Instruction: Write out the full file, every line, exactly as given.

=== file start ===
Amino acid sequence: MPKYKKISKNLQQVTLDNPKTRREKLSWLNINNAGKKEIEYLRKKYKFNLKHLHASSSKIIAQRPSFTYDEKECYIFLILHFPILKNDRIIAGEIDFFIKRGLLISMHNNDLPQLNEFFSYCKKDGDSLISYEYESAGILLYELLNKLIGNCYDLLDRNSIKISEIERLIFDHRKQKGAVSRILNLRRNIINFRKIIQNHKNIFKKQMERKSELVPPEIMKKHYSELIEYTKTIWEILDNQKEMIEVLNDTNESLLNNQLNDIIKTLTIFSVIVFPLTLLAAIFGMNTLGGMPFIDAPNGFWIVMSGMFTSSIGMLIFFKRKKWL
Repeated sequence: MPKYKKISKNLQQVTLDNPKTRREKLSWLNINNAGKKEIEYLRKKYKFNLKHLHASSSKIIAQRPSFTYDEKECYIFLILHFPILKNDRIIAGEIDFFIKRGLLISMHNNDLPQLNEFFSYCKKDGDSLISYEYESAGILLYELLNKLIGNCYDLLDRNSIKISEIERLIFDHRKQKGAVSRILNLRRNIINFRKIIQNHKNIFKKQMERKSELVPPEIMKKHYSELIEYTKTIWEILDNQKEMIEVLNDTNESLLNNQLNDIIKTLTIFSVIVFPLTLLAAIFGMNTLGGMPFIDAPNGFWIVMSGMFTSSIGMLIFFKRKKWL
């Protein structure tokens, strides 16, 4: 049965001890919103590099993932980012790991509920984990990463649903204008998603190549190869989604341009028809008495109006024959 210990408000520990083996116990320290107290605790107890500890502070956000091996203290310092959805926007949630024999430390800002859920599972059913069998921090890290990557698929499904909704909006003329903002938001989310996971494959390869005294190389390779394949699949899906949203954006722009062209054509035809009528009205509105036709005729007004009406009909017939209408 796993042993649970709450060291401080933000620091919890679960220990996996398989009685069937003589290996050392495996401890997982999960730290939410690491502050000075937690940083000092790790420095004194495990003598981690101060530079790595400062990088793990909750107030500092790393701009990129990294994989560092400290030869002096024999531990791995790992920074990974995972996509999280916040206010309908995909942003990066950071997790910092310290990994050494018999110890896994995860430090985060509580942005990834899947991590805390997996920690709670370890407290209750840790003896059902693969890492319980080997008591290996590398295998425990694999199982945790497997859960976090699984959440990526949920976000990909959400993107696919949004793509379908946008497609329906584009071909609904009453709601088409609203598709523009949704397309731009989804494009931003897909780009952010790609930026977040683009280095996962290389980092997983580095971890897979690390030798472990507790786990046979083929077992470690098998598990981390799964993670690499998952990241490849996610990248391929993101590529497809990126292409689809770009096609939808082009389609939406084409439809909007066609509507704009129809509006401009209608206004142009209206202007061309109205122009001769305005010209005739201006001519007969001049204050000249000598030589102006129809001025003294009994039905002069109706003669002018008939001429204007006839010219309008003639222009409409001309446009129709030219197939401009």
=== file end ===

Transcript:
Amino acid sequence: MPKYKKISKNLQQVTLDNPKTRREKLSWLNINNAGKKEIEYLRKKYKFNLKHLHASSSKIIAQRPSFTYDEKECYIFLILHFPILKNDRIIAGEIDFFIKRGLLISMHNNDLPQLNEFFSYCKKDGDSLISYEYESAGILLYELLNKLIGNCYDLLDRNSIKISEIERLIFDHRKQKGAVSRILNLRRNIINFRKIIQNHKNIFKKQMERKSELVPPEIMKKHYSELIEYTKTIWEILDNQKEMIEVLNDTNESLLNNQLNDIIKTLTIFSVIVFPLTLLAAIFGMNTLGGMPFIDAPNGFWIVMSGMFTSSIGMLIFFKRKKWL
Repeated sequence: MPKYKKISKNLQQVTLDNPKTRREKLSWLNINNAGKKEIEYLRKKYKFNLKHLHASSSKIIAQRPSFTYDEKECYIFLILHFPILKNDRIIAGEIDFFIKRGLLISMHNNDLPQLNEFFSYCKKDGDSLISYEYESAGILLYELLNKLIGNCYDLLDRNSIKISEIERLIFDHRKQKGAVSRILNLRRNIINFRKIIQNHKNIFKKQMERKSELVPPEIMKKHYSELIEYTKTIWEILDNQKEMIEVLNDTNESLLNNQLNDIIKTLTIFSVIVFPLTLLAAIFGMNTLGGMPFIDAPNGFWIVMSGMFTSSIGMLIFFKRKKWL
């Protein structure tokens, strides 16, 4: 049965001890919103590099993932980012790991509920984990990463649903204008998603190549190869989604341009028809008495109006024959 210990408000520990083996116990320290107290605790107890500890502070956000091996203290310092959805926007949630024999430390800002859920599972059913069998921090890290990557698929499904909704909006003329903002938001989310996971494959390869005294190389390779394949699949899906949203954006722009062209054509035809009528009205509105036709005729007004009406009909017939209408 796993042993649970709450060291401080933000620091919890679960220990996996398989009685069937003589290996050392495996401890997982999960730290939410690491502050000075937690940083000092790790420095004194495990003598981690101060530079790595400062990088793990909750107030500092790393701009990129990294994989560092400290030869002096024999531990791995790992920074990974995972996509999280916040206010309908995909942003990066950071997790910092310290990994050494018999110890896994995860430090985060509580942005990834899947991590805390997996920690709670370890407290209750840790003896059902693969890492319980080997008591290996590398295998425990694999199982945790497997859960976090699984959440990526949920976000990909959400993107696919949004793509379908946008497609329906584009071909609904009453709601088409609203598709523009949704397309731009989804494009931003897909780009952010790609930026977040683009280095996962290389980092997983580095971890897979690390030798472990507790786990046979083929077992470690098998598990981390799964993670690499998952990241490849996610990248391929993101590529497809990126292409689809770009096609939808082009389609939406084409439809909007066609509507704009129809509006401009209608206004142009209206202007061309109205122009001769305005010209005739201006001519007969001049204050000249000598030589102006129809001025003294009994039905002069109706003669002018008939001429204007006839010219309008003639222009409409001309446009129709030219197939401009």